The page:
"I think some people have this idea that I spend my days swimming in gold coins like Scrooge McDuck, cranking out games with no effort, then laughing all the way to the bank. The reality is quite different."
- Five Nights at Freddy's developer Scott Cawthon pens an open letter to his critics.
Despite (or perhaps due to) the remarkable popularity of the Five Nights At Freddy's animatronic horror games, especially among YouTubers, series creator Scott Cawthon has kept a remarkably low profile.
He rarely speaks at length about his work or his experiences as an indie game maker, which is why his recent post on on the Five Nights At Freddy's 4 Steam forum is especially intriguing.
"I think that people who hate on me for being successful are misguided," wrote Cawthon. "I haven’t had a successful life; and now that God has blessed me with some success, I’m doing my best to be responsible with that success. I don’t party on weekends, I don’t get drunk or sip martinis. I spend my evenings playing Mega Man 3, buster only, with my kids. And I try to good with what's been given to me."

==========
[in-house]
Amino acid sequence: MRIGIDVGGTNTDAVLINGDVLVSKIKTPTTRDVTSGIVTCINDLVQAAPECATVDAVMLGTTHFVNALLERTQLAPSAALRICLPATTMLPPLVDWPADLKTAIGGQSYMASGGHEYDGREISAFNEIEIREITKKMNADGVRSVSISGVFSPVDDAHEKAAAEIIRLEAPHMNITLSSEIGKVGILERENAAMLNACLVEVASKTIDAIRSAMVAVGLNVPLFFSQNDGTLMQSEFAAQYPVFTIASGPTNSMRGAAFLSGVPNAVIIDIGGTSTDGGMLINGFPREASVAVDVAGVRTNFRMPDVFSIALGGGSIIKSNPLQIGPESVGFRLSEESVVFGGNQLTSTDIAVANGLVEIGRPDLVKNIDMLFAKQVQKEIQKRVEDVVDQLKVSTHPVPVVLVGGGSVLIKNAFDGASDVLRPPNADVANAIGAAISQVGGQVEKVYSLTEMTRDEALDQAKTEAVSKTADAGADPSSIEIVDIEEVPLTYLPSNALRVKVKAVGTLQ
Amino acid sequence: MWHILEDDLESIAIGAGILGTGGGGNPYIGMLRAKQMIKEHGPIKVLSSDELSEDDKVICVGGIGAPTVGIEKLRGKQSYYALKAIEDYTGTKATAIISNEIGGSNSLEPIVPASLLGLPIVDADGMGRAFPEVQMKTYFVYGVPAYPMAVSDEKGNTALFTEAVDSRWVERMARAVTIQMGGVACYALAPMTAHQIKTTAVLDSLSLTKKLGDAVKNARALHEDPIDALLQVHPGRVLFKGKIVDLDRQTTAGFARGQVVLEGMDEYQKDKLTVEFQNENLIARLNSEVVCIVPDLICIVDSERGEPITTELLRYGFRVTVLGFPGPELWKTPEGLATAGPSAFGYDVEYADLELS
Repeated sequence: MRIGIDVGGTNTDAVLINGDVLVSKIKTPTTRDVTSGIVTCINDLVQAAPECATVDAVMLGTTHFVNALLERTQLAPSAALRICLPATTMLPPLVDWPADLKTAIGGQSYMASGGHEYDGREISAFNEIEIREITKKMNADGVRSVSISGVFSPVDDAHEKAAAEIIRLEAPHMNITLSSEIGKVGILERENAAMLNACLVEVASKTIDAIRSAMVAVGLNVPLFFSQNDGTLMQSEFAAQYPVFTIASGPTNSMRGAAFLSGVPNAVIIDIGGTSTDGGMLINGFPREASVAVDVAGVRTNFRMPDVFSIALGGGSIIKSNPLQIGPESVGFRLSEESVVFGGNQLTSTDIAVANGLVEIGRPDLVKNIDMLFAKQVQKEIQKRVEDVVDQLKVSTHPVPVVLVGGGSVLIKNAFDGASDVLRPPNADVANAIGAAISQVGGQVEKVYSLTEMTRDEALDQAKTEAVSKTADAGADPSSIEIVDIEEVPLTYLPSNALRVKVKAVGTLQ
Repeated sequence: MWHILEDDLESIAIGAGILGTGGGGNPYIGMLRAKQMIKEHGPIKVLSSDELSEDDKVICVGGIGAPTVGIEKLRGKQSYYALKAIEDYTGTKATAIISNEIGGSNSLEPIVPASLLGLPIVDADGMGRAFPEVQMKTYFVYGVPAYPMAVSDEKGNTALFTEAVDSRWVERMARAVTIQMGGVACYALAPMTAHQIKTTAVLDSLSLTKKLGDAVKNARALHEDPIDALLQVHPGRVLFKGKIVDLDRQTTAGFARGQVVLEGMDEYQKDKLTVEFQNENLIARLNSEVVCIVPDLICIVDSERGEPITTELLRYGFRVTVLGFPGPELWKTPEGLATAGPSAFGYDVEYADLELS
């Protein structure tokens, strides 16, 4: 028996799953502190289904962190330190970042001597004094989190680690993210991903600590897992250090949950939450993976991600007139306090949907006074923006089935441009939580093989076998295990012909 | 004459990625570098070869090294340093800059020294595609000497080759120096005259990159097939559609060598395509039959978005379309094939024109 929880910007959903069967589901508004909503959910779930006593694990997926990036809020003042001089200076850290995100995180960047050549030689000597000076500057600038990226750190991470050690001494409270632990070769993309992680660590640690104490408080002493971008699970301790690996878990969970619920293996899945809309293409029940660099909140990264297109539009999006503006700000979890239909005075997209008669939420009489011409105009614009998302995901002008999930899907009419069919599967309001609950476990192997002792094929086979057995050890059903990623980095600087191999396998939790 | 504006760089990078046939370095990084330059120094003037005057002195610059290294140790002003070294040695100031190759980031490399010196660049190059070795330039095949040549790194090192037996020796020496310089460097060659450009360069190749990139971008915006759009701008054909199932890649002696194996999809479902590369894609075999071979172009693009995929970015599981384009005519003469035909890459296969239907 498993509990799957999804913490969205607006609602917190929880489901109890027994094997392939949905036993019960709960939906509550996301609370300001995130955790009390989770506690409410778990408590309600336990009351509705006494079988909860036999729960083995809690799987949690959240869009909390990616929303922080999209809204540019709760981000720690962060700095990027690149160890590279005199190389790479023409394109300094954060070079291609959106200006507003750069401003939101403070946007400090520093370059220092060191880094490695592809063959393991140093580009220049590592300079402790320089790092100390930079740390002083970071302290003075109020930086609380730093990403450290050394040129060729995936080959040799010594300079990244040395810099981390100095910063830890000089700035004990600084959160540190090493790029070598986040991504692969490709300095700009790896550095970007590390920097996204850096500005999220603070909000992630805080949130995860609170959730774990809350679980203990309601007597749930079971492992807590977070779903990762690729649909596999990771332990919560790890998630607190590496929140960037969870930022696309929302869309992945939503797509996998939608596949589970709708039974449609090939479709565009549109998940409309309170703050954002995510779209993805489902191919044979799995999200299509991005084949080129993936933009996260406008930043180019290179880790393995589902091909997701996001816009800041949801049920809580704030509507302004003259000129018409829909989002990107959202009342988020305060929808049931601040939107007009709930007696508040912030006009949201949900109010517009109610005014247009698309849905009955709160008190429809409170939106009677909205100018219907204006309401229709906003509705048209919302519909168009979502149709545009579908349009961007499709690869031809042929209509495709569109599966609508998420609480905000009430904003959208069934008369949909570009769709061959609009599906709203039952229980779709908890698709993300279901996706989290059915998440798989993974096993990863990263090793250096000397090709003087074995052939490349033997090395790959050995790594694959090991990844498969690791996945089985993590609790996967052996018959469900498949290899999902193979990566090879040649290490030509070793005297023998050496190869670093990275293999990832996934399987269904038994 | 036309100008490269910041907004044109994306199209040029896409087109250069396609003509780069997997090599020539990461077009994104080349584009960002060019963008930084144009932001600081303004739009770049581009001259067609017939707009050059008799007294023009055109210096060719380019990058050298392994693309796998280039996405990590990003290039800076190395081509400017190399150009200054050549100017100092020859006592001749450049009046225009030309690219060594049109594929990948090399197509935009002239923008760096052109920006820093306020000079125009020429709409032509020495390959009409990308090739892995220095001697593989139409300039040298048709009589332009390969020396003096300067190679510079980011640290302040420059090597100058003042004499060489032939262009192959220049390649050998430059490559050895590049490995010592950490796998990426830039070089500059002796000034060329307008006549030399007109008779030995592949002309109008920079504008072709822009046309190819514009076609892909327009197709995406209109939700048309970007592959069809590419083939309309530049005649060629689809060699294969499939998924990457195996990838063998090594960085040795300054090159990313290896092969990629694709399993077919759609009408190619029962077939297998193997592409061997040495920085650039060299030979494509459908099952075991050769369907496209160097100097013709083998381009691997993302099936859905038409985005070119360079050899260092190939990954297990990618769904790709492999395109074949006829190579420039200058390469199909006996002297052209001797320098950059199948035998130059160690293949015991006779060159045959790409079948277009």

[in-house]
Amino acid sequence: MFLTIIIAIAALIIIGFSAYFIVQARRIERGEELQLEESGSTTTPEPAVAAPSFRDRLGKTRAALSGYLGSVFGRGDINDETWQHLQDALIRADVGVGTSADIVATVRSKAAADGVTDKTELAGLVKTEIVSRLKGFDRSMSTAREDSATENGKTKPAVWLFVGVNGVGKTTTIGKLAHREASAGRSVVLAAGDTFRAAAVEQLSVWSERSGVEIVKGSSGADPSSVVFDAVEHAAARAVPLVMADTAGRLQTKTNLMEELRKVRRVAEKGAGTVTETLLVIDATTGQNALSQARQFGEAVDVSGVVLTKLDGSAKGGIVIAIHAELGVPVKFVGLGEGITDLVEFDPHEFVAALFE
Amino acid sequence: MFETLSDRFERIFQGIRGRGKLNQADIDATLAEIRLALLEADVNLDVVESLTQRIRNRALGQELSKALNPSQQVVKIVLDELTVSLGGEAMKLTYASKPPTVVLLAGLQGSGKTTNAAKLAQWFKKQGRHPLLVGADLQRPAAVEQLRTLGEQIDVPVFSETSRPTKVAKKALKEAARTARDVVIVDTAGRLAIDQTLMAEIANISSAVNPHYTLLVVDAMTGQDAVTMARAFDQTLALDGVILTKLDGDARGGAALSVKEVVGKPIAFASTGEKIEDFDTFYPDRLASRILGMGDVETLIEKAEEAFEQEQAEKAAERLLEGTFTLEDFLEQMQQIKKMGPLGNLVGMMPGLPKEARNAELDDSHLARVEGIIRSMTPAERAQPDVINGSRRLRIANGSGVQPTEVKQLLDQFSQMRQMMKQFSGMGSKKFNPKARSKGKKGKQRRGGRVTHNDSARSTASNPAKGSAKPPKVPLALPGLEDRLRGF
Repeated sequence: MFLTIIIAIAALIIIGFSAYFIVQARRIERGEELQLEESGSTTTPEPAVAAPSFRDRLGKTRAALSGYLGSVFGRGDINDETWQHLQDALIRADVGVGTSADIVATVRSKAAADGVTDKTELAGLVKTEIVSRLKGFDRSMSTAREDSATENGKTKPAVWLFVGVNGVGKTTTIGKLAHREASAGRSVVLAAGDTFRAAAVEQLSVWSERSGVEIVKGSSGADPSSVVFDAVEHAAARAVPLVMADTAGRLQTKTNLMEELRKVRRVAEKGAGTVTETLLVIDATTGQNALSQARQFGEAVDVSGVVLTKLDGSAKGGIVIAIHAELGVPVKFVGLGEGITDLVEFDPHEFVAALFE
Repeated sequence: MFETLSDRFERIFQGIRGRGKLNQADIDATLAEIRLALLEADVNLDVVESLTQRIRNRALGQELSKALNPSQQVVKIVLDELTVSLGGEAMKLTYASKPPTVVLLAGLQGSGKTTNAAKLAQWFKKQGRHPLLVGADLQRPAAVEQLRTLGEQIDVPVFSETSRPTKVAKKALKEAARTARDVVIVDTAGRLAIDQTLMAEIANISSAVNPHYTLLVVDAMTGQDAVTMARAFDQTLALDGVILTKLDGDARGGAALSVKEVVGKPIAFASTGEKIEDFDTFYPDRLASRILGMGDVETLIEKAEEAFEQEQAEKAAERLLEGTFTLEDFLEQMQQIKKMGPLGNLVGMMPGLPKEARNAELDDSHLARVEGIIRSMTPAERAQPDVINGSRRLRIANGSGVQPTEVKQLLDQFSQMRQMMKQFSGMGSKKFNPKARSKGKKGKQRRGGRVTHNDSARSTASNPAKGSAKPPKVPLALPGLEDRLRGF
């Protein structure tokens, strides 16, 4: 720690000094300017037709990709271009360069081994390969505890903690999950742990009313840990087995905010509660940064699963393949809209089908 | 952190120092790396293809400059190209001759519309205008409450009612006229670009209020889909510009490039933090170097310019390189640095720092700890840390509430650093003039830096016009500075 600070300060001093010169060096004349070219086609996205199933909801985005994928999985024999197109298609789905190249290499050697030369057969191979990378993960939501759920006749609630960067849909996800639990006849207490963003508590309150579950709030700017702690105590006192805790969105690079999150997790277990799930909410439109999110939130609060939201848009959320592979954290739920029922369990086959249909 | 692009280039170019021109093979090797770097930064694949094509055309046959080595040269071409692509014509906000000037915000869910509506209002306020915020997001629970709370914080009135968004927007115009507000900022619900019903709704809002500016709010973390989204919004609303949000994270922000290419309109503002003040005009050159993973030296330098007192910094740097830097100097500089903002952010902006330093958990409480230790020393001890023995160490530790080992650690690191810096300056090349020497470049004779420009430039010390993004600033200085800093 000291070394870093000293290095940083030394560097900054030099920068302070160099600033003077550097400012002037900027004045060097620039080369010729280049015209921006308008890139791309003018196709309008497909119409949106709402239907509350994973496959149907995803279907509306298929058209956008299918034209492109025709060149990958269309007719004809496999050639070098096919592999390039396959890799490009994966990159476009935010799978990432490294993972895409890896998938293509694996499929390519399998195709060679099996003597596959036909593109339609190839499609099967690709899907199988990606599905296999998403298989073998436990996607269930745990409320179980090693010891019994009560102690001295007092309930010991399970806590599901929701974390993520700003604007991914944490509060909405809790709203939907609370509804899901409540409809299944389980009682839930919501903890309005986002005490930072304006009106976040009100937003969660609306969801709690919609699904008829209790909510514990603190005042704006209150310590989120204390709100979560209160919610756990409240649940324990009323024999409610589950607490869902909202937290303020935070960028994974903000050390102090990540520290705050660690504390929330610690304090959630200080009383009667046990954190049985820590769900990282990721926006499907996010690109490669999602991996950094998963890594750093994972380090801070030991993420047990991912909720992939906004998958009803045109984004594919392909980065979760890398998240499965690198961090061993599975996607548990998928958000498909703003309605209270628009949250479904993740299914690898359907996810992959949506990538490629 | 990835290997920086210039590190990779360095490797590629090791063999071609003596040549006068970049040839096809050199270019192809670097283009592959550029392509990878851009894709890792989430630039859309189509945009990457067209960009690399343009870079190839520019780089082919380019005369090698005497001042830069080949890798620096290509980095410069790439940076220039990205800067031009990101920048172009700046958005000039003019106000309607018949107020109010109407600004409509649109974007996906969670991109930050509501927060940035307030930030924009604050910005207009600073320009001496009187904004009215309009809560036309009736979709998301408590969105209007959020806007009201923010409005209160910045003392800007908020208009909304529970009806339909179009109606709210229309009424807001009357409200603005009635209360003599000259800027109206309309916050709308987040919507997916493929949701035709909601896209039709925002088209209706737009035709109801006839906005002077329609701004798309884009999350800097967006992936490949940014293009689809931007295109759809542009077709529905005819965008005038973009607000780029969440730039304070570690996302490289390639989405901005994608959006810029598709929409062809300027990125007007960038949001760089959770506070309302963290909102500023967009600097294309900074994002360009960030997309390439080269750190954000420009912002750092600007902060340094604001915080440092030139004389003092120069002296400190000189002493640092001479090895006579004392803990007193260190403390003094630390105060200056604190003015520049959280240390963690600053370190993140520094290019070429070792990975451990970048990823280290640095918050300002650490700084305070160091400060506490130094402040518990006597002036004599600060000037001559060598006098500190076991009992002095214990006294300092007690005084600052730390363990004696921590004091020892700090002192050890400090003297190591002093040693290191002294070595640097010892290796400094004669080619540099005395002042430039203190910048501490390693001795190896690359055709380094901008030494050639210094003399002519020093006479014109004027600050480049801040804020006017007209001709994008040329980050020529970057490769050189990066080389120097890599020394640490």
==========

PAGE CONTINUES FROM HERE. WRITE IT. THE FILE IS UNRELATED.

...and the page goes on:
Cawthon was addressing people who criticize his success or his rapid release schedule (he's released four Freddy's games in just under a year) by pointing out that, before striking gold with the Freddy's games, he'd held a series of unsatisfying, demeaning retail jobs.
He's hardly the only game developer to have done so, but Crawford's post is also notable because he calls for his fans to avoid aggressive, valueluess criticism ("People who make videos bashing other people are like people who run into a public square and scream into a pillow. They’ll get attention, but they won’t change anything,") and instead turn their passion for games towards more constructive ends. Even, perhaps, towards developing their own games.
"I’m getting too old for this. And when I retire someday, I’m going to want to sit down at a computer and play your games, read your stories, and watch your videos," wrote Cawthon. "Don’t fall in with the people who have already given up on themselves. You are tomorrow’s next big thing."
His (lengthy) post is worth reading in full over on Steam's forums.